Letter From New York: Manischewitz Destiny
Some names are tough to grow up with. When yours is a little hard to pronounce and—oh yeah—universally associated with the dry, cracker-like stuff made by the company your great-grandfather founded, “it can be a real problem,” says Laura Manischewitz Alpern. “Nine people out of ten can’t help but make some kind of matzah joke, and as a kid, you just want to be like everyone else. It took quite a long time to get used to that and to start feeling proud about the name.”
Alpern, who now lives with her family in Geneva, is in New York the week before Passover to talk about her book, Manischewitz: The Matzo Family – The Making of an American Jewish Icon (KTAV Publishers, 2008). It is a novelized account of her great-grandfather’s voyage to America, the origins of his company, and the unfolding narrative of the generations that followed, and if there is a central message, it might be this: Manischewitzes are people, too.
At the Museum of Jewish Heritage in lower Manhattan, several dozen people have gathered to hear Alpern chat onstage with cookbook author and all-around Jewish American culinary authority Joan Nathan, despite an April downpour. (Or perhaps they have come for the promised free box of Manischewitz’s best—“though that may not have mattered,” one of the organizers tells me. “Nobody likes soggy matzah.”)
Most of the discussion will center on the pioneering and somewhat domineering figure of the company’s founder. Dov Behr Manischewitz was a man who, quite literally, made a name for himself. In her book, Alpern recreates the moment when her great-grandfather, born Abramson in Lithuania, presented the U.S. immigration papers to his startled wife: “Look, Nesha, this is our name in America. May God grant us prosperity with it!”
The family, Alpern says, isn’t exactly sure where the name came from—one theory is that Behr took a friend’s name to escape service in the Czar’s army; another, that he purchased the passport of a dead man to hasten the emigration process.
In any event, Manischewitz, with his young family and new name, relocated in 1886 to Cincinnati, where the community of Jews from his hometown had offered him a job as a shochet, a kosher slaughterer. But when Passover rolled around, he noticed how difficult it was to obtain matzahs, and he started baking them himself. He saw his venture as a good business, but also a mitzvah. One small bakery became two, became three, became a factory, and by the 1920s, the next generation of Manischewitzes were producing 1.25 million matzahs per day and shipping them around the world.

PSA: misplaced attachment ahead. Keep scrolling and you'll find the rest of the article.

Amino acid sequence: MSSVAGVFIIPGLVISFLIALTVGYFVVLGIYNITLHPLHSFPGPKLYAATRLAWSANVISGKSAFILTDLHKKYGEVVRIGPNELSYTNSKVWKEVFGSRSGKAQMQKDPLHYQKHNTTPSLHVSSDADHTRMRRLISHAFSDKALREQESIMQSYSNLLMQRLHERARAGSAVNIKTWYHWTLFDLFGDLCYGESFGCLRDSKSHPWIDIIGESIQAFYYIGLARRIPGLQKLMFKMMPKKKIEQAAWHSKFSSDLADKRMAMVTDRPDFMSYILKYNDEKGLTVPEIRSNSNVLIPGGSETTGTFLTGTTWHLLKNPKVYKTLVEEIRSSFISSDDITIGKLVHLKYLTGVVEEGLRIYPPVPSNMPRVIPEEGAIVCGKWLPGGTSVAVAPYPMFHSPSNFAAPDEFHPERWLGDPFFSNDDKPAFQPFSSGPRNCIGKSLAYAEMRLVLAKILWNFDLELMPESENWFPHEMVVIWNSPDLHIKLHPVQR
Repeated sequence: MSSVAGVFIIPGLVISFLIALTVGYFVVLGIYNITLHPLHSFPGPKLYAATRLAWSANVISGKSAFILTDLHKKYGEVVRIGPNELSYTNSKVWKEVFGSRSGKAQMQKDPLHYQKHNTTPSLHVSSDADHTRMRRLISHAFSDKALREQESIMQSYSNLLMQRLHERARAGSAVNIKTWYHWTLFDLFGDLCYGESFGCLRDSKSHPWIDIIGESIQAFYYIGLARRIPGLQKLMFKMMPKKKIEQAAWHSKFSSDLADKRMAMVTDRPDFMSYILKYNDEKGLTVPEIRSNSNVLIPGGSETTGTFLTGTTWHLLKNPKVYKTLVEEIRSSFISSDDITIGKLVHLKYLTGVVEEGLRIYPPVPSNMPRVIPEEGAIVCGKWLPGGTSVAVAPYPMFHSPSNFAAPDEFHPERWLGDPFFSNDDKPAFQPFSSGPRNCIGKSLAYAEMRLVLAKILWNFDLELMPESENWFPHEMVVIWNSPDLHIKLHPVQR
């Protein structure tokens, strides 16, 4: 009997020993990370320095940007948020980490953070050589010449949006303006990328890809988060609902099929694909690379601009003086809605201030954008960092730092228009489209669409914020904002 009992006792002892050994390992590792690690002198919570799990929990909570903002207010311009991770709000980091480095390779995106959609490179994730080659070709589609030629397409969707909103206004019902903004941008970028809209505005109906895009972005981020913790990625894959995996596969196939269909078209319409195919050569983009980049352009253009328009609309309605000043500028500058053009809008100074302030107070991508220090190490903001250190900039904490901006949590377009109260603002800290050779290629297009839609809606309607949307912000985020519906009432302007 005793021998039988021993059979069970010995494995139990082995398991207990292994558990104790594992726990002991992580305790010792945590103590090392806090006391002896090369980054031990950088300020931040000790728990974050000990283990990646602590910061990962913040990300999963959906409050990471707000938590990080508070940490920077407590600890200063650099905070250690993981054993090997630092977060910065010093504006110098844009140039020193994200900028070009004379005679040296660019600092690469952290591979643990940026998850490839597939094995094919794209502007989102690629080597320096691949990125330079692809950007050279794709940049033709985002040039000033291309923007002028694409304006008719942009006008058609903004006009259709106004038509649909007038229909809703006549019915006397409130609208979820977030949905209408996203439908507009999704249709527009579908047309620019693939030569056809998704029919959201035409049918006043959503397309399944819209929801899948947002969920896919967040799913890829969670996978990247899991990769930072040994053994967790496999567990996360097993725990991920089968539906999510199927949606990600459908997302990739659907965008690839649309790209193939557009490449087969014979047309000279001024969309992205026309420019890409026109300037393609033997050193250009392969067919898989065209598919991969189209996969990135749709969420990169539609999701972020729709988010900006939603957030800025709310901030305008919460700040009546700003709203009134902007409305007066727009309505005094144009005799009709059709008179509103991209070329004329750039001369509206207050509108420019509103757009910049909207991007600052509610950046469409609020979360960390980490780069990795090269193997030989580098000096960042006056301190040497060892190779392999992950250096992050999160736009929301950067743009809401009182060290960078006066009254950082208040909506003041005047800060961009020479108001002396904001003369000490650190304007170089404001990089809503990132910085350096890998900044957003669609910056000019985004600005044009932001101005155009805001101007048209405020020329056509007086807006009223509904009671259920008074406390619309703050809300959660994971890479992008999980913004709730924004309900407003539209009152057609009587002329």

Eventually, as more year-round products (Tam Tams, anyone?) were introduced, the company built a larger plant in New Jersey to be closer to New York City’s Jewish population. Alpern grew up in the 1950s and ’60s as one of the last Manischewitzes left in Cincinnati. Her father went to work at the factory every day (“It may be matzah to you, but it’s bread-and-butter to me,” was one of his favorite sayings) and every year, days before Passover, a large box would arrive with every one of the company’s products. “Today, it would take a truck,” she says, noting that Manischewitz—sold off to a conglomerate in 1990—now makes everything from bottled borscht to potato knish mix. (The famous Manischewitz wine is actually produced by an outside company that has maintained a licensing agreement to use the name since the 1940s.)
Like any good story involving Jews and food, this one is not without controversy. Before Behr even got his business too far off the ground, a cadre of local rabbis questioned the kosherness of making matzah by machine (the support of other rabbis, plus Behr’s own authority as the product of a respected Lithuanian yeshiva, kept the customer base growing). And when Manischewitz introduced matzah meal in the 1930s, it set off another debate that in many quarters remains unsettled to this day: Should the centuries-old method of making matzah balls—mixing egg with soaked chunks of matzah—be abandoned for the newer, fluffier formula?
“It changed Jewish cooking all over the world,” Nathan later tells me, while en route to The Martha Stewart Show, where she will prepare two Passover dishes for the TV audience. “My mother-in-law lived in this tiny town in Poland and she started using it, too. But frankly, I am among those who believe matzah balls should always be al dente.”
Nathan affirms that Manischewitz’s lasting legacy is in bringing matzah to the masses, making the necessary elements of any seder accessible as never before in a country where Passover is the most celebrated Jewish holiday. After centuries of round matzahs, Manischewitz’s machines made it hip to be square. The pseudonymous “Deborah Ross,” author of the company’s popular Yiddish-English cookbooks, used to receive more letters per week than Betty Crocker.
The central objective of Passover is an ordered retelling of the exodus from Egypt, specifically to transmit the tale and tradition to future generations. With her book—which started as “a small genealogy project”—Alpern is proud that she has passed on her family’s story to her daughters and others, as well as “the idea of Passover as the Jewish holiday closest to our hearts.”
And in so doing, she has reclaimed her name. Whereas her mother would sometimes mispronounce it deliberately to avoid attention (Muh-NIH-shoo-WITS?)—and she herself was relieved to change it upon getting married—Laura Manischewitz Alpern says she now feels much closer to the events and the family she brings to life in her book. “I am very proud of my name,” she says. “I think, hey, I’m part of something special.”